Get rid of the metal bar jumpers and use tubes-Quicksilver monos??
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I had the 3.3 and then the 3.5. These too had tweeter attentuators. This design allows for component/room matching that is more cost affective and "pure" than a continuous level control that exists on many other models.
The speakers come with metal shorting bars. By removing these bars, and inserting a 1, 2, or even 3-ohm 10-watt resistor here, you can tame what I too found to be too exaggerated of a top end. I have no experience with midrange attentuators but I suspect this would not be needed.
Just throwing tube amps at the Maggies will not resolve the forwardness in the trebles. I had to do this with the Counterpoint hybrid amps as well as ARC, Wolcott and CAT tube amps. Experiment with the resistor value based on the amp you are using. Start with a 1-ohm value and increase in 0.5 increments until you get the tonal coherency to your liking.
I am sure others will say that adding resistors here would take away the ultimate in transparency but this is not really a strength of the Maggies. The attentuation will allow for a greater tonal coherency which removes the otherwise fatiguing sound. And once this is removed, the great midrange and awesome 3-dimensional presentation of these speakers can be more appreciated.
Maggie MG1.6 come with 1 ohm resistors (attenuators). The instructions say that the speakers are flat without the resistors, but, because many recordings are equalized with a "hot" high end to compensate for rolled off speakers, it may be desirable to use the resistors. I am not familiar with other Magneplanar crossovers, but in the MG1.6 there is no tweeter padding resistor in the crossover. Most speaker crossovers have tweeter padding resistors in the range of 1 to 3 ohms, so the Maggie attenuators are just tweeter padding resistors, of lower-than-usual value. And, you get to pick the value you like.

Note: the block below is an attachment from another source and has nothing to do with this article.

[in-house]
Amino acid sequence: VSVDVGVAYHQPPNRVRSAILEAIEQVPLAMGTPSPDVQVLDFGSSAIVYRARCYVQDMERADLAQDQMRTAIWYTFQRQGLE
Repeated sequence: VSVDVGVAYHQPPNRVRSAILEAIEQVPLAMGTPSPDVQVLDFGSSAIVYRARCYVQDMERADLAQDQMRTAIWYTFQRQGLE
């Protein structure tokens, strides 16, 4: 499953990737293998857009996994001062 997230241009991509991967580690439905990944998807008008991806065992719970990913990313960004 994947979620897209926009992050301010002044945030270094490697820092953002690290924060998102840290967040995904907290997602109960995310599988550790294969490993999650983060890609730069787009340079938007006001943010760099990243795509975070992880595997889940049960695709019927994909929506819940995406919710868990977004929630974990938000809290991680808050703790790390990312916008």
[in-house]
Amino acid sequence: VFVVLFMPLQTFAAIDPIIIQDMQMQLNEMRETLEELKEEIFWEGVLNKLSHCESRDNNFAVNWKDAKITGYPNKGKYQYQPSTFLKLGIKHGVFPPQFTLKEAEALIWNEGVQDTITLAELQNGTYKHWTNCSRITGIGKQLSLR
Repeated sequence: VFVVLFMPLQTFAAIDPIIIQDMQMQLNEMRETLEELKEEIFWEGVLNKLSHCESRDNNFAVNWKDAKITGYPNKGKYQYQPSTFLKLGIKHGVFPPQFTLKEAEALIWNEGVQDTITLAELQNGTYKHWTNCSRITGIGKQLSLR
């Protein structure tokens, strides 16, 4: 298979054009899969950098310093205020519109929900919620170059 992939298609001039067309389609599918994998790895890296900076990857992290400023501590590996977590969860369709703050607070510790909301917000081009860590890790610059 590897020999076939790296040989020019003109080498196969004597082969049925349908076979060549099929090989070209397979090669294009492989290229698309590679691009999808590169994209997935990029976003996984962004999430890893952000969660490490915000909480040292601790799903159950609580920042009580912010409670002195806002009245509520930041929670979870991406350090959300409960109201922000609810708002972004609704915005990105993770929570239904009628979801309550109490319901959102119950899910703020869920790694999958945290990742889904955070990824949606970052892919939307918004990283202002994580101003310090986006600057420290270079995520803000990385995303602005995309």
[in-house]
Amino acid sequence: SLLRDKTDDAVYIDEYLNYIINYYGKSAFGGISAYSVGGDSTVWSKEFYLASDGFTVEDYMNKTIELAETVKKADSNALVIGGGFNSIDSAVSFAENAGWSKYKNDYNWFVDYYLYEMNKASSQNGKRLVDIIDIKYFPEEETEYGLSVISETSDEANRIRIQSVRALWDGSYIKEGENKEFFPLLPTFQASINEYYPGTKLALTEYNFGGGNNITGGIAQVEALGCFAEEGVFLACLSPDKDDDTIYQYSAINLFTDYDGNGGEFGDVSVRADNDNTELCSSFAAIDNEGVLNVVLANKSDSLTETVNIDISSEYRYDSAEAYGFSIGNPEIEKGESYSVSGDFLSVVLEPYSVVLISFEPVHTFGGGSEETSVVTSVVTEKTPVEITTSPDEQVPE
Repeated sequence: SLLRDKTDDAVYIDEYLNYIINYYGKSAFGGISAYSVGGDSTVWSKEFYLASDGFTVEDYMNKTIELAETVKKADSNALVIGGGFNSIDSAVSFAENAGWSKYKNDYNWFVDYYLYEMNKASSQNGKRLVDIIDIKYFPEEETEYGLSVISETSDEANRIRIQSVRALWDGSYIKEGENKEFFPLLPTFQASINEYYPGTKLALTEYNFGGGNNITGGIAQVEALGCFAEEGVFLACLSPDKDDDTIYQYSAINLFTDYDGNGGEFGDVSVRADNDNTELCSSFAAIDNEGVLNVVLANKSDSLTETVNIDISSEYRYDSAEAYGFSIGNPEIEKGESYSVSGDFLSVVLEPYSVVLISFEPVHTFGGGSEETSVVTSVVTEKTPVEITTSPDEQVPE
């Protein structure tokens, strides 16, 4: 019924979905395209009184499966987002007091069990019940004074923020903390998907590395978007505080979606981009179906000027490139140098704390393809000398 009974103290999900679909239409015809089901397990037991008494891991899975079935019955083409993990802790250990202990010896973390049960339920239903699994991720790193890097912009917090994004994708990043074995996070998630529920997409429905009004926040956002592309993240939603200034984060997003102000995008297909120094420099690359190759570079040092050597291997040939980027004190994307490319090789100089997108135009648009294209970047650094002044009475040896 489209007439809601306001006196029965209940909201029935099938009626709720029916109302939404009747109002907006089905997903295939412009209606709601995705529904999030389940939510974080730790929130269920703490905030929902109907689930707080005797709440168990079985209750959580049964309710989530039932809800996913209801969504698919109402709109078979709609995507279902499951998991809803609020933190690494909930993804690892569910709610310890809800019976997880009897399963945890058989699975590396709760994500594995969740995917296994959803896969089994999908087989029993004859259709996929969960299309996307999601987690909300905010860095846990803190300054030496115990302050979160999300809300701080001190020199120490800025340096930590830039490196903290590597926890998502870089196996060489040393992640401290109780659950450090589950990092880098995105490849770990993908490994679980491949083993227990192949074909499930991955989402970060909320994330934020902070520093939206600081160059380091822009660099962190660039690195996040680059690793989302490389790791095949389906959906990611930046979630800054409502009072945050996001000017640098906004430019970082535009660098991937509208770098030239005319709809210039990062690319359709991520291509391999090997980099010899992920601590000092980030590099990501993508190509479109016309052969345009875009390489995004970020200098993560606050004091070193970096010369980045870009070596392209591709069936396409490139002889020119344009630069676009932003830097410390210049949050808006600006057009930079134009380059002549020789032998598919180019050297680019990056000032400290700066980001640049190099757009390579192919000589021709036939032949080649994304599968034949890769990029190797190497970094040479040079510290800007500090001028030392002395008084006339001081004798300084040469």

Vvrinc: Radio Shack sells 1-ohm 10w resistors. They are a dollar or so each. What I suggest you do is buy 4 of these. This would allow you to use 2 per side to try out 0.5, 1 and 2 ohms to find a value that gets the level to your liking. Once you find the value you like, you can find a higher quality "audiograde" resistor to replace the RS parts. There are many online sites that cater to DIY audio hobbyists with high-grade electronic components.
These power resistors have relatively thick leads. You can bend the ends 2 or 3 times and put these directly in the socket currently being occupied by the metal jumpers. There's no need to solder the resistors to banana or other connectors first.
Hope this helps.
Mab: There are a lot of DIY Maggie owners out there who have bypassed fuses and attentuator connections, replaced internal crossover components, rebuilt external crossover boxes, etc. I am sure that with a little effort, anyone could configure the 2.7's to be biamped. It would just void any remaining warranty.
Mab2112, I now understand that they can not be biamped or biwired. However, John's suggestion to use resistors has made an enormous difference in the sound of these speakers. Today we started using 2 Radio Shack 1-ohm/10W resistors per side and my son and I agree that the top end is much more natural. Before, the sound sometimes was eardrum-splitting with many recordings. With the resistors, there is no apparent compromise in sound but all frequencies are much more balanced.
We ordered better (?) resistors from an online company to replace the Radio Shacks eventually. If all 2.7s suffer from this exaggerated top end (that is, unless you like the feel of blood running down your temples), this solves the problem quite nicely.
Thanks to all once again and best regards,
As a longtime 2.7 owner a few suggestions:
1) Try using short pieces of wire instead of the metal bars. The metal bars sound horrible. I found cardas wire to work well for the jumpers.
2) If you use resistors, get some good quality ones. I tried both the cheap resistors and some high quality resistors and they sounded much better (less conjested).
3) Cables make a big difference. I found Wireworlds worked really well with my 2.7's.
4) Get a big amp. Not sort of big, really big. 500w/ch into 4 ohms is just where these speakers start to get happy.